“From our standpoint,” the “big noise here is the express statement” that the president can’t and won’t use what are supposed to be case-by-case discretionary powers to “write wholesale law changes” and admit “whole classes of aliens” that Congress didn’t provide an avenue for, Stein said. The memos also take advantage of “enforcement tools” that Obama “willfully neglected,” he said.
“The impact that an immediate, sudden enforcement action could have on a small community where businesses” rely on undocumented immigrants “has not been considered at all,” Chen said. Postville, Iowa, “is a perfect example,” he said.
In 2008, ICE carried out a work-site raid at a meat processing plant in the town, arresting nearly 400 undocumented workers. The community was “decimated” by the enforcement action, Chen said.
There are also entire industries, like agriculture, that “depend on undocumented labor and cannot function without it,” Chen said.
“That’s not to say that enforcement shouldn’t happen,” he said. But it needs to be “targeted and smart,” he said. Instead, the administration has “wiped clean any sense of meaningful priorities” and will target all undocumented immigrants, Chen said. “They’re not going to be thinking very carefully about how they deploy enforcement.”
The policies embodied in the memos also “don’t amount to any kind of a solution that is forward-looking for our immigration system,” Chen said. “It is all about enforcement with almost nothing to address the needs of our country,” like family reunification, businesses in need of workers and handling the undocumented population that has been in the U.S. for years, he said. “We are talking about destabilizing our communities.”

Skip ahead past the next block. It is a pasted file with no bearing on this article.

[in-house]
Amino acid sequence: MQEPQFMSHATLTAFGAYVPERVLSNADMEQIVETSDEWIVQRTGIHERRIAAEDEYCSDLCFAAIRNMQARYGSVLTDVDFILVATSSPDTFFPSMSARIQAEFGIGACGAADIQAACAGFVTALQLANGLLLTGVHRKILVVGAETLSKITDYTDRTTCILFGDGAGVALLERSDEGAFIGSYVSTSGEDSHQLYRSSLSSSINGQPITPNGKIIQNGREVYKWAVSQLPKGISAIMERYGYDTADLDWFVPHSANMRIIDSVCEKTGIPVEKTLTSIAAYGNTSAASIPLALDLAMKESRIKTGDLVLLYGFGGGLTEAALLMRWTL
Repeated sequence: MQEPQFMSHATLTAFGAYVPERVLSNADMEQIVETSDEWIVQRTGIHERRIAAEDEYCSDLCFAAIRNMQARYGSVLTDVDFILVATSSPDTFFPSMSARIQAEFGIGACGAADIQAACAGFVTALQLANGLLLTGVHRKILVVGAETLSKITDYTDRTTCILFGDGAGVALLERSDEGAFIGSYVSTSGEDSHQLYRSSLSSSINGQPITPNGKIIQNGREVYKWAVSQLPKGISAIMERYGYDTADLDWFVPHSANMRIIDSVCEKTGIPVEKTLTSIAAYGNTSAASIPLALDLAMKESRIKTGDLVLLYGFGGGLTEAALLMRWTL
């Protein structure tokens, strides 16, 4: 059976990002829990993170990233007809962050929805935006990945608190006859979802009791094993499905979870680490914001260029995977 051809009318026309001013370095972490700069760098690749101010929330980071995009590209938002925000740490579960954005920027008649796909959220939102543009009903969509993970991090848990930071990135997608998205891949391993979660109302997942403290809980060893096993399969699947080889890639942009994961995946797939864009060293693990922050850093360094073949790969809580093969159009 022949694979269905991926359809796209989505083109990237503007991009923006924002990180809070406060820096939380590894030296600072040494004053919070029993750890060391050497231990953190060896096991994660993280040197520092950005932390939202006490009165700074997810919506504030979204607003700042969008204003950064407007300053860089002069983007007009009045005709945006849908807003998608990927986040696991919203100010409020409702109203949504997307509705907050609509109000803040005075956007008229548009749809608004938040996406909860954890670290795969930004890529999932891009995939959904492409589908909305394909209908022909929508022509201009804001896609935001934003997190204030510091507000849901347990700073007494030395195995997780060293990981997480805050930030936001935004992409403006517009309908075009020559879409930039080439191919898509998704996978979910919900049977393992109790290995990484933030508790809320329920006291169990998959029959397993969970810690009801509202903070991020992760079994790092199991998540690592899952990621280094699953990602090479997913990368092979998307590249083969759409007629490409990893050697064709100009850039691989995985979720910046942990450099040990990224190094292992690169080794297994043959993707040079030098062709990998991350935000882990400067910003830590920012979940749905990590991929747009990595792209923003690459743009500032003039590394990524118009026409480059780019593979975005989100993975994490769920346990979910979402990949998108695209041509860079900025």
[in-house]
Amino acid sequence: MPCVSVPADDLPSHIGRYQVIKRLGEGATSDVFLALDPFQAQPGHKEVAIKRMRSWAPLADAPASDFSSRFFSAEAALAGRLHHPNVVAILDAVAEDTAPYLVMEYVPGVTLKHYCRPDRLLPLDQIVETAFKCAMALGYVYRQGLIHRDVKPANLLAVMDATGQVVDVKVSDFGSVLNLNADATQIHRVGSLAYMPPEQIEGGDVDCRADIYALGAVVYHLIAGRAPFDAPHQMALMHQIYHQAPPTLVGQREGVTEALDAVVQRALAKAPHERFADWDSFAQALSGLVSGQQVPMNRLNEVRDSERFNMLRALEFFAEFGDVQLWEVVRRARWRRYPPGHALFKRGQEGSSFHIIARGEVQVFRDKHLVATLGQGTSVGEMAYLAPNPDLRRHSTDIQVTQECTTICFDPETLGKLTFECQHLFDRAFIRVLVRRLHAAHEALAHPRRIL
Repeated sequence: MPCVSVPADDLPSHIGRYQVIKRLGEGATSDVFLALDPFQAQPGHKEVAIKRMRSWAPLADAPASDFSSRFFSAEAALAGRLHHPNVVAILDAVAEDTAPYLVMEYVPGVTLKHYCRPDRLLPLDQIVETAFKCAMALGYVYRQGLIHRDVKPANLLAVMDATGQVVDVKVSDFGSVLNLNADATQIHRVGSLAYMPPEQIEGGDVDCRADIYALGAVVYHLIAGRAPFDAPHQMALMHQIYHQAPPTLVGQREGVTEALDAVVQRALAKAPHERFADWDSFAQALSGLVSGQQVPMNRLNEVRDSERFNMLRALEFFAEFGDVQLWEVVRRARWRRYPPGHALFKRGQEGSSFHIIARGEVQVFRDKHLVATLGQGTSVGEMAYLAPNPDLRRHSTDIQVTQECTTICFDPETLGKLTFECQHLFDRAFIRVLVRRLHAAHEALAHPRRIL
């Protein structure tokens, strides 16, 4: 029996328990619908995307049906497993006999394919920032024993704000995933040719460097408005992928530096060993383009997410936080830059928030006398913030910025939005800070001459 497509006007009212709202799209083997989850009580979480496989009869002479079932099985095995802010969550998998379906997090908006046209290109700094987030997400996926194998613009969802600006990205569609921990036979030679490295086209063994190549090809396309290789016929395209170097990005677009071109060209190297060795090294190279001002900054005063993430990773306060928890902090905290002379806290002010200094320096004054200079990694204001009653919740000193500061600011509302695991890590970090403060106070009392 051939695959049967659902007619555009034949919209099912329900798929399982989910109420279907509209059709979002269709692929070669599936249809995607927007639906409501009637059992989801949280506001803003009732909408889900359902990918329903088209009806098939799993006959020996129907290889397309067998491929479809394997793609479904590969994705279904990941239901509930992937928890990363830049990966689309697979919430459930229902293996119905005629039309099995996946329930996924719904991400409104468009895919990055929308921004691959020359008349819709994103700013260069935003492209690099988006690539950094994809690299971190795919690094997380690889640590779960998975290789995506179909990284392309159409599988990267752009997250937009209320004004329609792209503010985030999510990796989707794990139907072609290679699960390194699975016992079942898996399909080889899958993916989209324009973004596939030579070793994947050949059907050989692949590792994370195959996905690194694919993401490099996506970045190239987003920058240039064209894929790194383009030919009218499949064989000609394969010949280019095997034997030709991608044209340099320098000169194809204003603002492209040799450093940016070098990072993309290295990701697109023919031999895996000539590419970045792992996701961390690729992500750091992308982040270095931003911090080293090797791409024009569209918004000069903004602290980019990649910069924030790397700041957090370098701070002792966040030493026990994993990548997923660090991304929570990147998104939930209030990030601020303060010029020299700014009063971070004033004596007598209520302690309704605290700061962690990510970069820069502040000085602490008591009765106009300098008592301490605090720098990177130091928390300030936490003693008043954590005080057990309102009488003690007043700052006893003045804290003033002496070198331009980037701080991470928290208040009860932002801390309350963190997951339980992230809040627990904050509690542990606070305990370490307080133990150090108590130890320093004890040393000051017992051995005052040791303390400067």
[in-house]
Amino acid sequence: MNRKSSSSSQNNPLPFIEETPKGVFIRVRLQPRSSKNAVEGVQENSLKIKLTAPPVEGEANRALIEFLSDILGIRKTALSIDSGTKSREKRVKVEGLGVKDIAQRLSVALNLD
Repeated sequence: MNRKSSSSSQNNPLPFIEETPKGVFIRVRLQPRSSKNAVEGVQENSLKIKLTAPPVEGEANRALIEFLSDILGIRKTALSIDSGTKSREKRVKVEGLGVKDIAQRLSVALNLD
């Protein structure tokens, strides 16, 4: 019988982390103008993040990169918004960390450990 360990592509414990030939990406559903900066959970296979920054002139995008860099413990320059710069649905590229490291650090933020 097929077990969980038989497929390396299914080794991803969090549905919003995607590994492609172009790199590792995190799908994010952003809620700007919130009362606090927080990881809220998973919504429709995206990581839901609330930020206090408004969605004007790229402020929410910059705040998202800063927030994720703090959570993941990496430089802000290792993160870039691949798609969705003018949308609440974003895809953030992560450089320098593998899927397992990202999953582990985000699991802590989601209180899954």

There is likely to be a “real sense of panic and uneasiness in the immigrant community” stemming from the administration’s “clear signal” that it’s going to “engage in mass deportations,” Chen said. And the administration has signaled that it’s “going to do so with little regard for constitutional protections like due process,” he said.
Chen pointed to the resurrection of Secure Communities, an ICE program the Obama administration replaced in 2014 because of due process concerns. As part of the program, ICE issues detainers to state and local law enforcement agencies, which are instructed to hold undocumented immigrants in custody pending their transfer to the immigration system.
These detainers are “highly suspect” from a due process perspective because they aren’t grounded in probable cause, the standard for depriving someone of liberty, Chen said. “It’s going to undermine cities’ trust with their communities” and “bankrupt many localities if they get sued” for violating due process rights, he said.
Also problematic is the expansion of expedited removal, Chen said. Under the old policy, undocumented immigrants could be removed without seeing an attorney and without appearing before an immigration judge if they were caught within 100 miles of the border and couldn’t prove they’d been in the U.S. for more than 14 days. The new policy allows for removal of undocumented immigrants caught anywhere in the U.S. who can’t prove they’ve been in the country for more than two years.
That’s going to result in “vast deprivations of due process,” Chen said.
But Stein applauded the move to speed up the deportation process.
“The hidden cost of immigration” is the expense necessary “to adjudicate and to deport people,” he said. “The right to live in this country is a civil benefit,” and much of the removal process goes above and beyond constitutional minimums, he said.
To contact the reporter on this story: Laura D. Francis in Washington at firstname.lastname@example.org
Copyright © 2017 The Bureau of National Affairs, Inc. All Rights Reserved.